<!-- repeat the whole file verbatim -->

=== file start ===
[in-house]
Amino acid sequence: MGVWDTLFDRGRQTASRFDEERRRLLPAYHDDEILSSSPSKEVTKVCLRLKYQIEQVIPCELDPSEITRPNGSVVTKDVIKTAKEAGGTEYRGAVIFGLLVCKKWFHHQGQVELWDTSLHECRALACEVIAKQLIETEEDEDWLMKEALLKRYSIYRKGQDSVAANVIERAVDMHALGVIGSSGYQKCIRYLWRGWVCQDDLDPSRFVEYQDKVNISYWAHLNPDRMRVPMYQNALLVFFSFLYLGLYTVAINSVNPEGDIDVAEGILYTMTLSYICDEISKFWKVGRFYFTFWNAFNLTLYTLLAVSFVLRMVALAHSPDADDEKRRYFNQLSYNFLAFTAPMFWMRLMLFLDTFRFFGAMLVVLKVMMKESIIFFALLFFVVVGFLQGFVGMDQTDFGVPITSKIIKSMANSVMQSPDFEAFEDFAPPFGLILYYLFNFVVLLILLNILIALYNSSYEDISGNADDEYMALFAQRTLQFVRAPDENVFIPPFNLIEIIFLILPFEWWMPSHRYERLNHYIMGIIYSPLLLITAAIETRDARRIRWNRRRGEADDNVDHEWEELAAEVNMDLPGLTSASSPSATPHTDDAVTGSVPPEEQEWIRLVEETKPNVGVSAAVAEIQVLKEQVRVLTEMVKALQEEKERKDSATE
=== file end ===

[in-house]
Amino acid sequence: MGVWDTLFDRGRQTASRFDEERRRLLPAYHDDEILSSSPSKEVTKVCLRLKYQIEQVIPCELDPSEITRPNGSVVTKDVIKTAKEAGGTEYRGAVIFGLLVCKKWFHHQGQVELWDTSLHECRALACEVIAKQLIETEEDEDWLMKEALLKRYSIYRKGQDSVAANVIERAVDMHALGVIGSSGYQKCIRYLWRGWVCQDDLDPSRFVEYQDKVNISYWAHLNPDRMRVPMYQNALLVFFSFLYLGLYTVAINSVNPEGDIDVAEGILYTMTLSYICDEISKFWKVGRFYFTFWNAFNLTLYTLLAVSFVLRMVALAHSPDADDEKRRYFNQLSYNFLAFTAPMFWMRLMLFLDTFRFFGAMLVVLKVMMKESIIFFALLFFVVVGFLQGFVGMDQTDFGVPITSKIIKSMANSVMQSPDFEAFEDFAPPFGLILYYLFNFVVLLILLNILIALYNSSYEDISGNADDEYMALFAQRTLQFVRAPDENVFIPPFNLIEIIFLILPFEWWMPSHRYERLNHYIMGIIYSPLLLITAAIETRDARRIRWNRRRGEADDNVDHEWEELAAEVNMDLPGLTSASSPSATPHTDDAVTGSVPPEEQEWIRLVEETKPNVGVSAAVAEIQVLKEQVRVLTEMVKALQEEKERKDSATE